London is suffering as Olympic boost outweighed by losses

 
Allister Heath
SOMETIMES, we don’t need statistics to tell us what is happening to the economy. London during the past few days has been a case in point: the Olympics are a great success, of course, and those retailers and companies positioned to cash in (such as the Westfield Stratford shopping centre) are doing a roaring trade. But the rest of the capital’s economy is suffering, in some cases severely.

Shopping areas away from the Olympic venues are hurting, many hotels have been forced to slash their prices, British visitors from outside central London are staying away, as are other non-Olympic tourists, some people are “working from home” and the roads are much emptier than anybody could possibly have imagined (it is often faster to get around by car at the moment, despite the Zil lanes, than during normal times). Many of the warnings against over-crowding have worked far too well.

There are no sound statistics as yet – most numbers being cited are ultra-local or rough approximations – but it’s looking grim. The West End in particular is reeling, but it isn’t alone. It feels as if London and its many attractions – including museums and theatres – have lost more visitors than they have gained, and many business trips have also failed to happen.

One genuine piece of data yesterday did confirm that we are in a deep economic hole, albeit one unrelated to the Olympics. Real household actual income per head fell by 0.6 per cent in the first quarter of this year, compared with the last three months of 2011, taking it back to its lowest level since the second quarter of 2005. In a way, this is about right: all of the extra income supposedly created by the bubble has vanished. The past seven years have been entirely wasted.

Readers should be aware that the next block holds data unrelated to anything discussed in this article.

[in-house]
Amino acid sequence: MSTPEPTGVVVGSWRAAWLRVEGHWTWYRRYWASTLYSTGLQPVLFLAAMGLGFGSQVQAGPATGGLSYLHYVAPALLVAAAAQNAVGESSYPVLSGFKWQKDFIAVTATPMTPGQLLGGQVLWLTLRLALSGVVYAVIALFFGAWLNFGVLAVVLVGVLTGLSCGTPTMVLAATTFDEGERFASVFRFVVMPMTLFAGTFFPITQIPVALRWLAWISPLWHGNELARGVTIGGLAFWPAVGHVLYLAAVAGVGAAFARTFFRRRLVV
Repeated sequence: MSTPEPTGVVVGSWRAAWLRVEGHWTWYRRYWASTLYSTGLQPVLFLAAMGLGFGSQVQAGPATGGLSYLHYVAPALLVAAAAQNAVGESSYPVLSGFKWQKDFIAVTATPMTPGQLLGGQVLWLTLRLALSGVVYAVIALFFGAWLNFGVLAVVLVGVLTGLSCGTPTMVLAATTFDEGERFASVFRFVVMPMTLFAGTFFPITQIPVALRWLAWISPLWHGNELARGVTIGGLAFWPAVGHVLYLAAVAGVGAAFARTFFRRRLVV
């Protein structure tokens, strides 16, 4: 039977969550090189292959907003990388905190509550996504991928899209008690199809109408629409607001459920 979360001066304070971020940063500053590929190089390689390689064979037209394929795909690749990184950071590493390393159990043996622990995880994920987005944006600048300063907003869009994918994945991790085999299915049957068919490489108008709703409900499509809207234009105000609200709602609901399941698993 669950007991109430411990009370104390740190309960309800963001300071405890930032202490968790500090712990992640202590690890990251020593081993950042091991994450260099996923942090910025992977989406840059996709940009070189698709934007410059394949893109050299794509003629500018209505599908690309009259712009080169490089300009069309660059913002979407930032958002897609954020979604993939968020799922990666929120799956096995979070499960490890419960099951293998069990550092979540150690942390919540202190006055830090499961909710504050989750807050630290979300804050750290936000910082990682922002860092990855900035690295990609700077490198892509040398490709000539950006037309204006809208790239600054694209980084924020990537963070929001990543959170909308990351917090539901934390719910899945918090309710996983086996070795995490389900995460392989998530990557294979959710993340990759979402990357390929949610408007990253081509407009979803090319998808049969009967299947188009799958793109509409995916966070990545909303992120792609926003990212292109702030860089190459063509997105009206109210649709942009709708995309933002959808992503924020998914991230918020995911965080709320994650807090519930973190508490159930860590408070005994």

FRIEDMAN REMEMBERED
IF only Milton Friedman were still with us today. The world desperately needs more voices of sanity and Friedman, who would have celebrated his hundredth birthday yesterday, would have provided a brilliant counterpoint to an economic debate that is more dominated by left-wing public intellectuals that at any time for four decades. All of the big names – Paul Krugman, Nouriel Roubini, George Soros – are of the left. I’ve no doubt Friedman would have made intellectual mincemeat of them.

The US Nobel prize winner would have spotted the bubble, which went hand in hand with an explosion in the money supply. It was a classic case of what Friedman warned against: an excessive amount of money chasing not just too few goods but also too few commodities, and ending up creating a massive housing bubble. He would undoubtedly have backed the early incarnations of quantitative easing – his big lesson, learnt from the 1930s, was that the money supply should never be allowed to collapse after a banking crisis – but would never have supported the mad central bank activism of the past two years. He would have demolished the deficit deniers and pseudo-Keynesians who want to borrow ever more.

Left-wingers who hate Friedman should remember that he campaigned against the draft, helping to secure the abolition of conscription in the US. He was pro-immigration. He backed drug legalisation because he thought that the costs of prohibition – including the creation of powerful criminal gangs – outweighed any benefits. He hated bailouts and corporatism, and argued that capitalists who seek privileges from the state (rather than compete in a truly free market) are their own worst enemies. The world would be a better place if he and his powerful advocacy were still around today.